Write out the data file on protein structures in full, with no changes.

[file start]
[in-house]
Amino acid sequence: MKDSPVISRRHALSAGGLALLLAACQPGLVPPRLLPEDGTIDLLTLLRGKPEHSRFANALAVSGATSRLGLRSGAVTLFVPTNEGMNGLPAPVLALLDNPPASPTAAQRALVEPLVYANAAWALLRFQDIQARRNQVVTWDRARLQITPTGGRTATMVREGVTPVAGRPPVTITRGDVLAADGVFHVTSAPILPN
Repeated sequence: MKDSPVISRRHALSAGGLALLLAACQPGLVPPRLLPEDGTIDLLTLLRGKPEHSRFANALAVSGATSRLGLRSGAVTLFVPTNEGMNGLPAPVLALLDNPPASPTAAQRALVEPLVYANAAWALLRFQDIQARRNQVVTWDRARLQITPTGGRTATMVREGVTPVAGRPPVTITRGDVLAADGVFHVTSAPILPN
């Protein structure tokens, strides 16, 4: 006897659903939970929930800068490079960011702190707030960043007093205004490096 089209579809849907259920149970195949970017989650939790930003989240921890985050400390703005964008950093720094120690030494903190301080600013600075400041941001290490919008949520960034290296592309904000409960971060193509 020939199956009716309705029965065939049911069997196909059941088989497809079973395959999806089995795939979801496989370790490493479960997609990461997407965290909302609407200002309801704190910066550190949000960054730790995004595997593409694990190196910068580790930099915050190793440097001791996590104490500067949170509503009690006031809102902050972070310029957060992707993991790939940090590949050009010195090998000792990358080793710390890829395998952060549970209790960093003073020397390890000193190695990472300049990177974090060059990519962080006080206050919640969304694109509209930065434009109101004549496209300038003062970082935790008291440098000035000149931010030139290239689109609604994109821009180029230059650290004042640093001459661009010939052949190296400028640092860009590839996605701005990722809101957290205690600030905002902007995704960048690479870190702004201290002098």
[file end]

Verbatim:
[in-house]
Amino acid sequence: MKDSPVISRRHALSAGGLALLLAACQPGLVPPRLLPEDGTIDLLTLLRGKPEHSRFANALAVSGATSRLGLRSGAVTLFVPTNEGMNGLPAPVLALLDNPPASPTAAQRALVEPLVYANAAWALLRFQDIQARRNQVVTWDRARLQITPTGGRTATMVREGVTPVAGRPPVTITRGDVLAADGVFHVTSAPILPN
Repeated sequence: MKDSPVISRRHALSAGGLALLLAACQPGLVPPRLLPEDGTIDLLTLLRGKPEHSRFANALAVSGATSRLGLRSGAVTLFVPTNEGMNGLPAPVLALLDNPPASPTAAQRALVEPLVYANAAWALLRFQDIQARRNQVVTWDRARLQITPTGGRTATMVREGVTPVAGRPPVTITRGDVLAADGVFHVTSAPILPN
């Protein structure tokens, strides 16, 4: 006897659903939970929930800068490079960011702190707030960043007093205004490096 089209579809849907259920149970195949970017989650939790930003989240921890985050400390703005964008950093720094120690030494903190301080600013600075400041941001290490919008949520960034290296592309904000409960971060193509 020939199956009716309705029965065939049911069997196909059941088989497809079973395959999806089995795939979801496989370790490493479960997609990461997407965290909302609407200002309801704190910066550190949000960054730790995004595997593409694990190196910068580790930099915050190793440097001791996590104490500067949170509503009690006031809102902050972070310029957060992707993991790939940090590949050009010195090998000792990358080793710390890829395998952060549970209790960093003073020397390890000193190695990472300049990177974090060059990519962080006080206050919640969304694109509209930065434009109101004549496209300038003062970082935790008291440098000035000149931010030139290239689109609604994109821009180029230059650290004042640093001459661009010939052949190296400028640092860009590839996605701005990722809101957290205690600030905002902007995704960048690479870190702004201290002098």